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What is the significance of the diaspora for Judaism?

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2015-05-05 18:35:46
2015-05-05 18:35:46

The Diaspora (scattering of the Jewish people) began because we were unable to live in the Holy Land. The prophets had constantly warned the Israelites that ignoring the Torah would result in exile.
1) Around 2600 years ago, the Assyrians forcibly exiled the Ten Israelite tribes to points unknown. A small percentage of each of these tribes is still among us, but most of them were exiled and didn't return.
2) Around 2500 years ago, the Babylonians destroyed the First Temple and forcibly exiled the remainder of Israel's population to Babylonia. (See: The Destruction)
While the Jews were permitted to return to Israel (Judea) seventy years later, and tens of thousands did so (and rebuilt the Temple), most of them remained in Babylonia, while others began to settle in North Africa, southern Europe, the Crimea, throughout the Near East and elsewhere.


3) In 68 CE, the Romans destroyed the Second Temple. The Romans did not force the Jews out of Judea in a single expulsion. Rather, the Romans expelled them from Jerusalem only; and the rest of Judea lost its Jews slowly, over a period of centuries, as living there became too harsh. Even then, we have records of Jewish communities who lived in Judea (Palestine) during the entire period of the last two millenia. (See:History of the Jews in Israel)


Those Jews who left Judea went to southern Europe, North Africa, Arabia, the Near East, and (slowly) further afield (especially throughout Europe).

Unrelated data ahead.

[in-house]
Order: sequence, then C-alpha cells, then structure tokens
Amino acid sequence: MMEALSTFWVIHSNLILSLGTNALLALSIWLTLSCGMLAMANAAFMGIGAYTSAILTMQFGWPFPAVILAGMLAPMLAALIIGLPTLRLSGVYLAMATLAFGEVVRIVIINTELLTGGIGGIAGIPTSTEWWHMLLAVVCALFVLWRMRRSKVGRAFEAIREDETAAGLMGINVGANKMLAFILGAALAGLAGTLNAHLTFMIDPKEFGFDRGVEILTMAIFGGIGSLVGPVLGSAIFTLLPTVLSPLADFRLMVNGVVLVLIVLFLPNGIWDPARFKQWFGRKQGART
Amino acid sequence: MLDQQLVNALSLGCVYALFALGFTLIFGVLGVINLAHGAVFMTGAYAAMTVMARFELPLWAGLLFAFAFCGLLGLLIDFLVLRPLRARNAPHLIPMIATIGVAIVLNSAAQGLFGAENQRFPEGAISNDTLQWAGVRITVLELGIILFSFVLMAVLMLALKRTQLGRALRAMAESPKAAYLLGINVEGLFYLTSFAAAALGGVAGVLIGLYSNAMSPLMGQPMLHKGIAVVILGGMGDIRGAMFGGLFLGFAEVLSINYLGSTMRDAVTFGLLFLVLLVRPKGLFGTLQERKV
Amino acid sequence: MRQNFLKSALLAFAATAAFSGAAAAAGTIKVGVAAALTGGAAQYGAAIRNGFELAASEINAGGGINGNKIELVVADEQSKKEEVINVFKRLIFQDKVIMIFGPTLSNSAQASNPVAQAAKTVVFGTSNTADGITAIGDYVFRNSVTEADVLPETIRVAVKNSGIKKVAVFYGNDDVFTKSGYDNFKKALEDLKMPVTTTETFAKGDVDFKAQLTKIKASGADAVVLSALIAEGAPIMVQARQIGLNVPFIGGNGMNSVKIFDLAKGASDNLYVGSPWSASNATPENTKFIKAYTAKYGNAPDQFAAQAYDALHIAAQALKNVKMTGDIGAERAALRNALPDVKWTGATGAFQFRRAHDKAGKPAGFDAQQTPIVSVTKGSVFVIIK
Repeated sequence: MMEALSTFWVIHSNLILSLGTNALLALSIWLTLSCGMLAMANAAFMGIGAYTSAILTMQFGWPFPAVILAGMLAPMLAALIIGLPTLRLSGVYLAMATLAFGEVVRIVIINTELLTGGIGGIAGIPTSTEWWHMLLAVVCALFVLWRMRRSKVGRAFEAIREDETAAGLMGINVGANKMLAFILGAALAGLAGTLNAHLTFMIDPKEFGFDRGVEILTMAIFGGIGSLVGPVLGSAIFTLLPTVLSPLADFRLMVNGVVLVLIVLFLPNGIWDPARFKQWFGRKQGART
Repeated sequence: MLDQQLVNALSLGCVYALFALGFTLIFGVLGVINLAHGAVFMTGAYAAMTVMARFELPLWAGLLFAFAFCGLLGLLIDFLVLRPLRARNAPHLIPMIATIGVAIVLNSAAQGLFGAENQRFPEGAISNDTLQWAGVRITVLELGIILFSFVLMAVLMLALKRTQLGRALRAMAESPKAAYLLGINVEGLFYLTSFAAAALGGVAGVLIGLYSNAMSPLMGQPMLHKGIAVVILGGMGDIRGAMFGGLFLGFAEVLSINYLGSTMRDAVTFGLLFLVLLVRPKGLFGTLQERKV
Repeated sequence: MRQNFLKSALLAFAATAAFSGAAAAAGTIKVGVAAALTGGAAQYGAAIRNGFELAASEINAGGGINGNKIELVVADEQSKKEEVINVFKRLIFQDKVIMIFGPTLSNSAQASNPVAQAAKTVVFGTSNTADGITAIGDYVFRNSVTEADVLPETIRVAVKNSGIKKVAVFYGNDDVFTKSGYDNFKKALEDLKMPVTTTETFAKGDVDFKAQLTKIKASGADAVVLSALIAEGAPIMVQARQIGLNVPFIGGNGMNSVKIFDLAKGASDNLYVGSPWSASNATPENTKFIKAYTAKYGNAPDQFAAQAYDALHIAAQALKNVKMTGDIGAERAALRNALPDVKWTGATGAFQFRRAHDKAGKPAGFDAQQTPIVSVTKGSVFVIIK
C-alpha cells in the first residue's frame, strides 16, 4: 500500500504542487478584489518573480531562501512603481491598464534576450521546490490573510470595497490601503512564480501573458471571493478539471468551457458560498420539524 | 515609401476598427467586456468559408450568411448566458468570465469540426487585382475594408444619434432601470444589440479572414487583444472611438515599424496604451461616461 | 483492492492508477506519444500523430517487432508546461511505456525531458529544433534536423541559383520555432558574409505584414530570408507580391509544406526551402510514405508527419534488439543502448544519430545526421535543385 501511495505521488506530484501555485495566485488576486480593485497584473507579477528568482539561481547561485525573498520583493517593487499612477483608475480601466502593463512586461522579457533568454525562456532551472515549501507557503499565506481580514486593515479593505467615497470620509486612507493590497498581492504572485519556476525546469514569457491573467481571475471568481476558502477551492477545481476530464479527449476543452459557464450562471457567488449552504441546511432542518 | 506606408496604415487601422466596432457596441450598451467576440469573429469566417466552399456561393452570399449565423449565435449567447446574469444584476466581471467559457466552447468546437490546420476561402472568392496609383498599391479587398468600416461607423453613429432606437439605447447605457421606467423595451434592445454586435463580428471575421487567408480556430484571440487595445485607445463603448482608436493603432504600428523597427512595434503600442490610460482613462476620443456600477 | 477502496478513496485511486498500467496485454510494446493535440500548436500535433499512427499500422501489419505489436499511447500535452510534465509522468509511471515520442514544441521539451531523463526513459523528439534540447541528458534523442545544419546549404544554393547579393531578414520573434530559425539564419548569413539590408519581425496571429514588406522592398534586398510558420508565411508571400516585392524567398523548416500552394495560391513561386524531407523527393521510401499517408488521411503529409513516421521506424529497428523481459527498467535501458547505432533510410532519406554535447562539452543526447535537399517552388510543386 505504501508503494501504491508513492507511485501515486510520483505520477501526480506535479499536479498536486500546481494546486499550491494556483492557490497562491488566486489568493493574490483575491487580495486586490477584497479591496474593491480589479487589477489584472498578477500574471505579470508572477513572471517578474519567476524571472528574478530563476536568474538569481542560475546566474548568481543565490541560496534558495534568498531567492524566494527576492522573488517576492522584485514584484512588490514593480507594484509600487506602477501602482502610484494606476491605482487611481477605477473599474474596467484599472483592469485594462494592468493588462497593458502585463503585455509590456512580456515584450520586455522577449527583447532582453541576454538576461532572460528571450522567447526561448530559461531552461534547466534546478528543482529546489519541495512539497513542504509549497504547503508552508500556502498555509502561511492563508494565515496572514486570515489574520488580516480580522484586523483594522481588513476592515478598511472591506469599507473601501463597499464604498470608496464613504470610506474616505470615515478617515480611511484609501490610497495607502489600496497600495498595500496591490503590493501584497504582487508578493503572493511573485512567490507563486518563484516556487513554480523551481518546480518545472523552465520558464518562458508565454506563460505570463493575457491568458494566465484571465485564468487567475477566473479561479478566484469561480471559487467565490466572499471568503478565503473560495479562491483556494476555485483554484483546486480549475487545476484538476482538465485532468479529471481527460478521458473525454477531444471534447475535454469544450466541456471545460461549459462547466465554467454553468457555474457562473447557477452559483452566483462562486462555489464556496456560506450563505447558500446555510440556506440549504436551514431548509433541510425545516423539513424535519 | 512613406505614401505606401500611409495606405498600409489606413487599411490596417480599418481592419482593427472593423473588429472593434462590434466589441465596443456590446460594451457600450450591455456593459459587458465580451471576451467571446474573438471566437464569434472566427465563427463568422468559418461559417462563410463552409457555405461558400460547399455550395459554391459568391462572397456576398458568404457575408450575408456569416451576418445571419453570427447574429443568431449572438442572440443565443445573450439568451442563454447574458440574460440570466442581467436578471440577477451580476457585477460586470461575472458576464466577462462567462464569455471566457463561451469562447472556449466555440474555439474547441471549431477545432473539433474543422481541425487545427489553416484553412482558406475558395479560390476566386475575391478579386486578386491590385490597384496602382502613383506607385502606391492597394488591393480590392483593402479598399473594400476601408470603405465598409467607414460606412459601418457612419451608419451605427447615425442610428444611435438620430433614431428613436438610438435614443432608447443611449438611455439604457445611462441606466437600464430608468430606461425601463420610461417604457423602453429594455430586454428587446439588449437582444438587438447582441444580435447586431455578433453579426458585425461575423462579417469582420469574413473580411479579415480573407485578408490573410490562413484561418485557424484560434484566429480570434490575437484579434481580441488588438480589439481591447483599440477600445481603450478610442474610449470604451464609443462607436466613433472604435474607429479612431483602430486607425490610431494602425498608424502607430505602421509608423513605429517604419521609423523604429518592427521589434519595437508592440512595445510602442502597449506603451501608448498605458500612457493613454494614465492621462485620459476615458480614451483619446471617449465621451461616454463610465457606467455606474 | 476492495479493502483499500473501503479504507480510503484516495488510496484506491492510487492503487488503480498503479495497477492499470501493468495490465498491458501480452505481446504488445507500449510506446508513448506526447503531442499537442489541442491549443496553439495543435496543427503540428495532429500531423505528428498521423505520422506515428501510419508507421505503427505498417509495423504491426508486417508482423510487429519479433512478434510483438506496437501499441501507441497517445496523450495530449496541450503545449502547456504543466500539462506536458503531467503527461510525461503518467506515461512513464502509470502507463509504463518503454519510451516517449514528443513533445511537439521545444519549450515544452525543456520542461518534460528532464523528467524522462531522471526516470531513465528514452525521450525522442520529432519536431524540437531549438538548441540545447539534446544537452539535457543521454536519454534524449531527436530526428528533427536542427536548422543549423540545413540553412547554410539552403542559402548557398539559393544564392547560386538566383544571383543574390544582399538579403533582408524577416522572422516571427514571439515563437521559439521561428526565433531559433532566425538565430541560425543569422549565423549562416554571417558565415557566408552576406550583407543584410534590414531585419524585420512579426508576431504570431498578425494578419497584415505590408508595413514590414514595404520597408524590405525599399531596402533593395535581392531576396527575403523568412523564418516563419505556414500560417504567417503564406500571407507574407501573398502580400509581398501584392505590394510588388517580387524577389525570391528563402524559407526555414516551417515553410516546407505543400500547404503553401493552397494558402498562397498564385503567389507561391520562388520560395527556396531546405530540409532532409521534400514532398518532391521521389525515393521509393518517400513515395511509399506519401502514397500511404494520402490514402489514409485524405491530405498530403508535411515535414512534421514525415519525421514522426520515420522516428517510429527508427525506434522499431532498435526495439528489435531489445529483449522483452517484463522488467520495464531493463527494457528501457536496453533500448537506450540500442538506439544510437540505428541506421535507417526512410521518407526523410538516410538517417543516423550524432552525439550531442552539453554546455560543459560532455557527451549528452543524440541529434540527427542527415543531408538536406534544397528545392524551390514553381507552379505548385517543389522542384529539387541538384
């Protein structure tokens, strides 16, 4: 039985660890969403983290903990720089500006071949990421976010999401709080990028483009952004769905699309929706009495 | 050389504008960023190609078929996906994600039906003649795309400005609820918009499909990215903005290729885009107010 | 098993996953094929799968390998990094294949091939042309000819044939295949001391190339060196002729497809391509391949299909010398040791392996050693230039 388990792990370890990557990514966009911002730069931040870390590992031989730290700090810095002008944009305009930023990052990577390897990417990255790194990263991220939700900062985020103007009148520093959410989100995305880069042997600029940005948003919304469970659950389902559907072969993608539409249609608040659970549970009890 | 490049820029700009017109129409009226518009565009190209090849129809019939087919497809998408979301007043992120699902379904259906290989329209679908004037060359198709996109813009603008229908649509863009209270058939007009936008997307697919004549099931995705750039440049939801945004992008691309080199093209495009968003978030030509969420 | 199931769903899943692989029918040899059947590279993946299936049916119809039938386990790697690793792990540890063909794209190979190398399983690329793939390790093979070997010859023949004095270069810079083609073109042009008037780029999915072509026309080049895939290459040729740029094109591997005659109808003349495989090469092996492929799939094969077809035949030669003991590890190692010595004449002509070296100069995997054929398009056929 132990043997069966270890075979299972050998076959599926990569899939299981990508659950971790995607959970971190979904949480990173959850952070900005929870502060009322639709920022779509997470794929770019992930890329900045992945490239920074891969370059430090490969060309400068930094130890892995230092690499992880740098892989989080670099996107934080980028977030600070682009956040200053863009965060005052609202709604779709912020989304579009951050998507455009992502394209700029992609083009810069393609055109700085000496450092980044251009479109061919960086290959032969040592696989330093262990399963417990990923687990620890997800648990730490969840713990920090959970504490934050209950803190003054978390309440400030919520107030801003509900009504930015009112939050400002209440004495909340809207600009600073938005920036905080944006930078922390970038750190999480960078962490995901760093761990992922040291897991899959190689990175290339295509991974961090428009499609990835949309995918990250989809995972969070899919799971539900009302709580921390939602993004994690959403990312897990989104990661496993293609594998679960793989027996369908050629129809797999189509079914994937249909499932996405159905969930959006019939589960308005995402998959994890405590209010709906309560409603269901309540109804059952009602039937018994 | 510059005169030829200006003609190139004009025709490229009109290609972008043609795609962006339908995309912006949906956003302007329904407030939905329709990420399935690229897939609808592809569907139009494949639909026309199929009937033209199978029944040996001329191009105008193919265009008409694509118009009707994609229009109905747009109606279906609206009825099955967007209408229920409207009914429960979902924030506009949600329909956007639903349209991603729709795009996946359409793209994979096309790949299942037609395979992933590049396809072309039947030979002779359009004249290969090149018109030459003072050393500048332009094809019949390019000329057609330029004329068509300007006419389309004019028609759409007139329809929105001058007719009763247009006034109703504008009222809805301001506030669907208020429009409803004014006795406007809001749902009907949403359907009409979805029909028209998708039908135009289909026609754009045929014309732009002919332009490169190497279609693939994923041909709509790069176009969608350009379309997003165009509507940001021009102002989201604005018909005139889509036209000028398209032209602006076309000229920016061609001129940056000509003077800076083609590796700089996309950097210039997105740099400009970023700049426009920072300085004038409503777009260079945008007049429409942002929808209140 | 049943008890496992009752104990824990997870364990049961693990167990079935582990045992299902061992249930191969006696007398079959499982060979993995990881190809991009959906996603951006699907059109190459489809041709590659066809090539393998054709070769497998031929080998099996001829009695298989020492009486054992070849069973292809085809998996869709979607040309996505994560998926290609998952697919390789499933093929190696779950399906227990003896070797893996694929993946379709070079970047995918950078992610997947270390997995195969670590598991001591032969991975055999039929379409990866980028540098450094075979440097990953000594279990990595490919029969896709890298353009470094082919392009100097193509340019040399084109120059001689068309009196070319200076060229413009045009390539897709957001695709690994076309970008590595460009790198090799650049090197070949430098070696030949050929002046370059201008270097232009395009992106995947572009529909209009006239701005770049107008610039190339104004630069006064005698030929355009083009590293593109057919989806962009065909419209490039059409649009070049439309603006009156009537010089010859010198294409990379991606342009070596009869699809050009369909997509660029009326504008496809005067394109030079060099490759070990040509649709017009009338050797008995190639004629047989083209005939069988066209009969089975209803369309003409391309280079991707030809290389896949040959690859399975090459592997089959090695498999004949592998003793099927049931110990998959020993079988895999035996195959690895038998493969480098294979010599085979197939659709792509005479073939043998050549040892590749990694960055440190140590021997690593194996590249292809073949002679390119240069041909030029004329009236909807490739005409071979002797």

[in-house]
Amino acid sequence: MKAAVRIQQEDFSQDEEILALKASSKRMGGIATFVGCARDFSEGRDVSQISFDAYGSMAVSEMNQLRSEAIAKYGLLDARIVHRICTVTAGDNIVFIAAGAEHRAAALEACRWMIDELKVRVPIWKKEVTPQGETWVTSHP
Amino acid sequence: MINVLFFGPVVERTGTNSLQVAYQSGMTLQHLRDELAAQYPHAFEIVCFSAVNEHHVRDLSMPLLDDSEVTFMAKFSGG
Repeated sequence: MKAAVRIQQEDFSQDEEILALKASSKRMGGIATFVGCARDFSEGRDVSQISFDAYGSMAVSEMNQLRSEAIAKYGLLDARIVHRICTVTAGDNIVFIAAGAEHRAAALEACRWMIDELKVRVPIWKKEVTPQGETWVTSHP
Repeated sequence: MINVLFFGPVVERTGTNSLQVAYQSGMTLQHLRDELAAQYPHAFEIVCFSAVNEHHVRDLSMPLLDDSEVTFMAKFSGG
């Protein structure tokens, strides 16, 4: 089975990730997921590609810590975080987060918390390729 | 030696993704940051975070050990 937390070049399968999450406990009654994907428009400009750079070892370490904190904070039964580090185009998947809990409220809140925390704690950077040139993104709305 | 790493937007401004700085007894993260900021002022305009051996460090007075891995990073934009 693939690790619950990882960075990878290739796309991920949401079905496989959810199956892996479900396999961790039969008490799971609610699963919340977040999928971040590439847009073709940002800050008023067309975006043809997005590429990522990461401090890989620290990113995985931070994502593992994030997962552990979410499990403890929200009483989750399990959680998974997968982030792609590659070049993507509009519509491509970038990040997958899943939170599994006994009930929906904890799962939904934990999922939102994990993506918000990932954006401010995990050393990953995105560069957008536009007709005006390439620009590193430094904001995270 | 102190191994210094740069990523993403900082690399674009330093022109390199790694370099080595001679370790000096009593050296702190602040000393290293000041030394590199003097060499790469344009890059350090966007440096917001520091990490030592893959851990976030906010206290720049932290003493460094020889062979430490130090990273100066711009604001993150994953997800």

See also:

Jewish history timeline

Where do Jews live today?


Related topic:
The diaspora (scattering) was difficult for us:

1) Because certain mitzvot (such as those related to agriculture in the Holy Land) now became suspended for the duration of the exile.


2) Because of the impediment to communication between the various communities. This could lead to the development of rivaling groups, each claiming to be authentic.

(See for example: What are the Karaites?)


3) Because the Jews were now a minority among other nations, who were sometimes quite hostile.


4) Along with the Torah, the Land of Israel (Judea) and the Holy Temple had been central to Judaism. It now was to be seen whether Torah-observance could be maintained on the high level that those ideal factors had been conducive to.


Related topic:
How did the diaspora affect the Jews?
To a certain extent, the diaspora caused the various Jewish communities to take on minor aspects of their host countries.
While all Jews share the same Torah and Talmud, and differences in halakhah (Jewish laws) are relatively small, nonetheless some traits of our regions of residence have rubbed off on us. Examples are the differences in pronunciation and accent (for the Hebrew alphabet), differences in dress, and differences in customs and mannerisms.

See also:

Maintaining Judaism during the exile

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2009-05-07 17:06:50
2009-05-07 17:06:50

Diaspora is defined as anywhere outside of (the Biblical area called) Israel. Diaspora signifies the expulsion of the Jews from the Land of Israel by the Romans, among others.

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